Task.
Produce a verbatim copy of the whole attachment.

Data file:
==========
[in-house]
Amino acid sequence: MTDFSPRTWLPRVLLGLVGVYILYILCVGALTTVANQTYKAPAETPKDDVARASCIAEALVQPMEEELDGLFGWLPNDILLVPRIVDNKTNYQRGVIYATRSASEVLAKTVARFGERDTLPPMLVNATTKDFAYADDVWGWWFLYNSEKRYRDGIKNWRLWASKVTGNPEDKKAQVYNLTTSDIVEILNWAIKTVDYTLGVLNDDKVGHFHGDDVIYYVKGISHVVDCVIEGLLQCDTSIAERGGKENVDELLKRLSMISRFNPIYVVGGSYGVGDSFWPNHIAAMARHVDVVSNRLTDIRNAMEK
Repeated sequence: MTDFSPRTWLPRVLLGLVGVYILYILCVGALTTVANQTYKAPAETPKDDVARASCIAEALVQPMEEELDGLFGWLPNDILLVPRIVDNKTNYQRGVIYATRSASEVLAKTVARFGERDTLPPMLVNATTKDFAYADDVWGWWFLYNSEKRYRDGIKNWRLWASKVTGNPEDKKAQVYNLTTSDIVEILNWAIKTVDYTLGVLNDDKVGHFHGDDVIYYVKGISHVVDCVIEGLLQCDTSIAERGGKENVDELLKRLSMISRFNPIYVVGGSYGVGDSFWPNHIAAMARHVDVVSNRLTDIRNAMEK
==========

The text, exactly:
[in-house]
Amino acid sequence: MTDFSPRTWLPRVLLGLVGVYILYILCVGALTTVANQTYKAPAETPKDDVARASCIAEALVQPMEEELDGLFGWLPNDILLVPRIVDNKTNYQRGVIYATRSASEVLAKTVARFGERDTLPPMLVNATTKDFAYADDVWGWWFLYNSEKRYRDGIKNWRLWASKVTGNPEDKKAQVYNLTTSDIVEILNWAIKTVDYTLGVLNDDKVGHFHGDDVIYYVKGISHVVDCVIEGLLQCDTSIAERGGKENVDELLKRLSMISRFNPIYVVGGSYGVGDSFWPNHIAAMARHVDVVSNRLTDIRNAMEK
Repeated sequence: MTDFSPRTWLPRVLLGLVGVYILYILCVGALTTVANQTYKAPAETPKDDVARASCIAEALVQPMEEELDGLFGWLPNDILLVPRIVDNKTNYQRGVIYATRSASEVLAKTVARFGERDTLPPMLVNATTKDFAYADDVWGWWFLYNSEKRYRDGIKNWRLWASKVTGNPEDKKAQVYNLTTSDIVEILNWAIKTVDYTLGVLNDDKVGHFHGDDVIYYVKGISHVVDCVIEGLLQCDTSIAERGGKENVDELLKRLSMISRFNPIYVVGGSYGVGDSFWPNHIAAMARHVDVVSNRLTDIRNAMEK